Westpac is hoping to fight retail fraud and card skimming scams by moving to chip-based credit cards.
"The smartcards will be a replacement to [Westpac's] current magnetic strip and pin card," said Vince Lee, regional sales manager, ANZ, for banking security vendor SafeNet.
SafeNet recently implemented the secure processing function for Westpac's Europlay, Mastercard and Visa (EMV) standard system.
The EMV standard has been widely adopted in Europe to combat high rates of fraud where criminals copy the information stored on a credit card's magnetic strip.
Although Westpac has implemented the backend infrastructure to support EMV smartcard transactions, it has not said when the system will go live.
The banking industry has been preparing for the adoption of EMV cards. Australian merchants and banks last year made their transaction systems "EMV ready" while upgrading from the Single Data Encryption Standard (DES) to a later standard, Triple DES-based encryption.
"That was a huge project and cost to the industry just to update the system, which affects EFTPOS, ATMs and backend systems," said Lee.
There is also a major financial incentive for banks and merchants to adopt EMV smartcard technology, he said.
"At the moment, with magnetic cards, the liability lies with the issuing bank. So if a transaction is fraudulent for some reason, the liability will rest on the bank. If the transaction is performed under EMV with a pin, it falls back to Visa and Mastercard so there is some benefit there," said Lee.
Not-present transactions still exposed
While EMV cards will improve security for Westpac's customers when making transactions at retail outlets or restaurants, transactions that occur when the cardholder is not present -- such as online or telephone-based -- are still vulnerable to fraud.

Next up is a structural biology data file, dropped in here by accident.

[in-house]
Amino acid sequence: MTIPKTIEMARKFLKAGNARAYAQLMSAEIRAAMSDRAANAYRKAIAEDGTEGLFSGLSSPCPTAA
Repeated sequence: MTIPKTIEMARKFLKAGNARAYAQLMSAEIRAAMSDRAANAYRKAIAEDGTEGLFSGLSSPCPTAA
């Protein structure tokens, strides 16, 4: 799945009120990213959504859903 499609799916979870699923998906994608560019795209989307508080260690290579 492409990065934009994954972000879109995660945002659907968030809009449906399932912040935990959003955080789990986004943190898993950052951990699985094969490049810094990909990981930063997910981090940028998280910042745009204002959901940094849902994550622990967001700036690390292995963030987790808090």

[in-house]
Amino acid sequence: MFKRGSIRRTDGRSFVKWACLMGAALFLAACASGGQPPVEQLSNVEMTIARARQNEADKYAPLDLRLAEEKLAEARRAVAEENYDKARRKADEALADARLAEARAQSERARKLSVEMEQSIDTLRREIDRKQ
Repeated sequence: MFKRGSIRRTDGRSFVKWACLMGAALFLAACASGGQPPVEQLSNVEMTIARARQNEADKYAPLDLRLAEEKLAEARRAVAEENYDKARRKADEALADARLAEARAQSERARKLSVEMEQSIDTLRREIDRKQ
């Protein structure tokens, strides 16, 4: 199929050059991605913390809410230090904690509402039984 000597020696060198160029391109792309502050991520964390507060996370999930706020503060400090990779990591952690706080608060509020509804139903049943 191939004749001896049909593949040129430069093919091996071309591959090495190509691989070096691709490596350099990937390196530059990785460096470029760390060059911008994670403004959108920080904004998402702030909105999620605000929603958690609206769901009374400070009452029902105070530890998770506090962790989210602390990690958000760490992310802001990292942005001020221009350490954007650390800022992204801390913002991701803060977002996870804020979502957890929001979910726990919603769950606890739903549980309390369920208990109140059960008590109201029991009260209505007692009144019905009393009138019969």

"[Card skimming] is very open to card-not-present transactions. To prevent this, cards have a security code, which is a printed three digit number on the back of the card. But obviously if the card is out of sight, there's nothing stopping someone from noting it down or photocopying the front and back of the card," said Lee.
However there is an alternative to the EMV smartcard, which deals with the problem of Internet based fraud, Gabriel Haythornthwaite, director of banking security consultancy firm, Castelain told ZDNet Australia.
"ANZ have two types of cards which they are issuing," said Haythornthwaite. "EMV is for credit cards while true PKI (Public Key Infrastructure) cards, which are under Identrust standards, have been issued for business clients."
ANZ commenced development of its PKI infrastructure three years ago, which is supported by the federal government and allows ANZ's commercial customers to make secure transactions with the government, said Haythornthwaite.
The major difference between the two cards is that PKI card customers are issued with a reader attached to the customer's PC to secure online transactions, while only merchants are equipped with a reader to authenticate transactions using the EMV card.
Despite this, Intelligent Business Research Services (IBRS) analyst, James Turner, said the move to EMV cards is a "substantial and significant milestone" for both Westpac and Internet banking security.
While EMV cards at present do not improve the security of Internet banking, he said: "The cool thing about this is that smartcard readers -- although not widely available in Australia -- are available around the world and can be picked up for around AU$20."
Also, compared to SMS-based two-factor authentication, the move to EMV is good for banks, said Turner.
"SMS authentication is a great as a bridging solution but as it gets more popular, the costs for banks go up. That scenario, where you may be facing variable cost, is untenable. People like predictable costs," added Turner.